The master's program in Economics lasts two academic years (four semesters), and always starts in the fall semester (September). The language of administration and instruction is English. Upon successful completion of the program, students are awarded a Master of Science (M.Sc.).
After a two-week orientation phase, students can choose to take courses in the Economics module or attend the Economic Research preparatory courses, which are required to apply for the Economic Research track at the end of the first semester. The Economic Research track is a faster means of acquiring a doctorate.
Depending on your track of study, you must take either three or four courses during the introductory phase:
Economic Research preparatory courses (at doctoral level):
As of the fall semester 2017/18, students can choose to study one of three study tracks (prior to this semester there were only two tracks on offer): Economics, Competition and Regulation Economics or Economic Research. The Economics track gives students the opportunity to choose their own specialization(s) from a wide range of elective modules. You can find the course catalog here. The Competition and Regulation Economics track contains specialized mandatory courses, which are complemented by a large number of electives. The Economic Research track focuses on academic research and is a fast-track path to acquiring a doctorate.
After completing the first semester, students are automatically admitted to the Economics or Competition and Regulation Economics tracks. The best students (based on performance during the introductory phase) are given the chance to continue with the Economic Research track.
Economics: The Economics field of study prepares students for work in a complex, international working environment. In the second and third semesters, students have a high degree of flexibility and freedom, and can select courses that suit their own interests from a wide range of elective modules. Students can discuss their course choice with a member of the Department at the beginning of the specialization phase.
Competition and Regulation Economics: The Competition and Regulation Economics track prepares students for a professional career in an organization or governmental institution, or at a company where specialized knowledge in the field of competition and regulation economics is required or desirable (e.g. competition and regulatory authorities, companies in regulated sectors such as the energy and telecommunications sectors, and consultancies). During the specialization phase, students complete compulsory modules in Industrial Organization, Empirical Industrial Organization, Competition Law, and work on case studies together with students from the Department of Law.
Economic Research: The Economic Research track prepares students for writing a doctoral dissertation and provides the foundations for a successful academic career. Students attend courses from the doctoral program at the Center for Doctoral Studies in Economics (CDSE). At the end of the second year, they prepare a doctoral dissertation proposal in the form of their master’s thesis. After obtaining their master’s degree, graduates from this field of study can formally enter the doctoral program with a scholarship, and begin writing their doctoral dissertation.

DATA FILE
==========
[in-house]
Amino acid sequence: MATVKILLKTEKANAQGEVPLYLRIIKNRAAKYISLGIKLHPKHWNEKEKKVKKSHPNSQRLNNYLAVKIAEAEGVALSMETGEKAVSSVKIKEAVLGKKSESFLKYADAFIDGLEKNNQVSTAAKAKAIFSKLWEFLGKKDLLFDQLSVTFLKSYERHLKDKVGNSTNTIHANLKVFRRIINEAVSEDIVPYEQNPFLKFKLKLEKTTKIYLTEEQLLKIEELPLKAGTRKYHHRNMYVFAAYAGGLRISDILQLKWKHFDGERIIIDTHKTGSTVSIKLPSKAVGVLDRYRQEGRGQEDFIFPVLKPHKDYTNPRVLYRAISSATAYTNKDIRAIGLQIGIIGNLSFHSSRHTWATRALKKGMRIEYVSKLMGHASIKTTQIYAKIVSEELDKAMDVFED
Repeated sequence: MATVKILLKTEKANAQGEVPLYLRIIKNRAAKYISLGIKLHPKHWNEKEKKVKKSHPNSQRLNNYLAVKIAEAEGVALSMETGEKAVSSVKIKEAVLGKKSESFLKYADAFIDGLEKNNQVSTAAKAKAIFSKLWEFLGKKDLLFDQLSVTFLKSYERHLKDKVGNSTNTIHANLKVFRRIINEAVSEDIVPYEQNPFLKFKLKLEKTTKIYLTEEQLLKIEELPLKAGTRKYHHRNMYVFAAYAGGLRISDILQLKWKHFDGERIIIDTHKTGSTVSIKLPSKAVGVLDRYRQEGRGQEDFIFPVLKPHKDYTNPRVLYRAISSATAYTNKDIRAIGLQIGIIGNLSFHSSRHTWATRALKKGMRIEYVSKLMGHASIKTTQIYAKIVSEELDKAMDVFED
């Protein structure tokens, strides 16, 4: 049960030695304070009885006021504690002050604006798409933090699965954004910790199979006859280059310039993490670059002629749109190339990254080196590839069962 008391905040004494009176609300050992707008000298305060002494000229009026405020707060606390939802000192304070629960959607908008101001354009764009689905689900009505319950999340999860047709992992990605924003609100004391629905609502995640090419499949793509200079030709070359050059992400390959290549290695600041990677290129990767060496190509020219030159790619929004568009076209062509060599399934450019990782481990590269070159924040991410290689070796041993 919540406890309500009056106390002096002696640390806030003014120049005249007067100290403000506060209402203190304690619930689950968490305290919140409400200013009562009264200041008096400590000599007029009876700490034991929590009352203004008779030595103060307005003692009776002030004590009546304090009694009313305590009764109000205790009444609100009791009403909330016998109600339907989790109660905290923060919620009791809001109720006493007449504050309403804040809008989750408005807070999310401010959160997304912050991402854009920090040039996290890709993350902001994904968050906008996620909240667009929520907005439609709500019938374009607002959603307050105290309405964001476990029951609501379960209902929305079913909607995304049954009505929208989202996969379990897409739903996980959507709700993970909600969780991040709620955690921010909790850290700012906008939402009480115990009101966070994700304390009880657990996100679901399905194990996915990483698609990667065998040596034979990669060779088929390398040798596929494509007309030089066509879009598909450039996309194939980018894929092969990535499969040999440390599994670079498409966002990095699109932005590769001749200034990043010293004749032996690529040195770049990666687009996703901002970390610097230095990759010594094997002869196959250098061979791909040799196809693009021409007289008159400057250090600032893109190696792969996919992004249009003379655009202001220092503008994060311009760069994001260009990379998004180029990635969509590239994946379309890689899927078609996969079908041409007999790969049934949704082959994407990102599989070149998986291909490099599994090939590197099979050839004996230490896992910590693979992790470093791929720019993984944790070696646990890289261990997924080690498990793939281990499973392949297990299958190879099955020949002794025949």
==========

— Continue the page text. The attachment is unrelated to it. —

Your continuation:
The master’s thesis may be registered in the fourth semester at the earliest. Candidates must have completed at least one (block)seminar and have obtained at least 45 ECTS credits during the specialization phase. The choice of a supervisor and topic is within the responsibility of the candidate. The regular period of completion is four months.
There are excellent opportunities for students of the master's program in Mannheim to gain experiences in different environments:
Students of the Economics track can choose to participate in the ENTER Program, a double degree exchange program with Europe’s leading economics departments. The University of Mannheim collaborates with the Université Libre de Bruxelles, the Universidad Carlos III de Madrid, Stockholms Universitet, and the Université de Toulouse I. The university also has a large number of excellent Erasmus and overseas partnerships.
As part of the Competition and Regulation Economics track, we facilitate internships and collaborations with our cooperation partners. Several partners give students the option of writing their master’s thesis within the company. Cooperation agreements already exist with the Bundesnetzagentur, the German Monopolies Commission, the Competition Commission of Singapore, Deutsche Bahn, Deutsche Telekom, CompassLexecon, and CRA Charles River Associates. Additional agreements are under negotiation.
The Economic Research track does not directly include any exchange opportunities. Instead, students of this track have the opportunity to go abroad during their subsequent doctoral studies at the Center for Doctoral Studies in Economics (CDSE). The CDSE has a partnership with Yale University and is included in the European Network for Training in Economic Research (ENTER), a collaboration between the Universitat Autonoma de Barcelona, the Université Libre de Bruxelles, University College London, the Universidad Carlos III de Madrid, the University of Mannheim, the University of Stockholm & Stockholm School of Economics, Tilburg University, and the Université de Toulouse 1.
Access to exchange programs is competitive and limited. The programs are subject to the ongoing approval by our partner universities and the German Academic Exchange Service (DAAD). Additionally, students can apply for a variety of other exchange opportunities (e.g. the ERASMUS+ program) at one of the University of Mannheim's partner universities.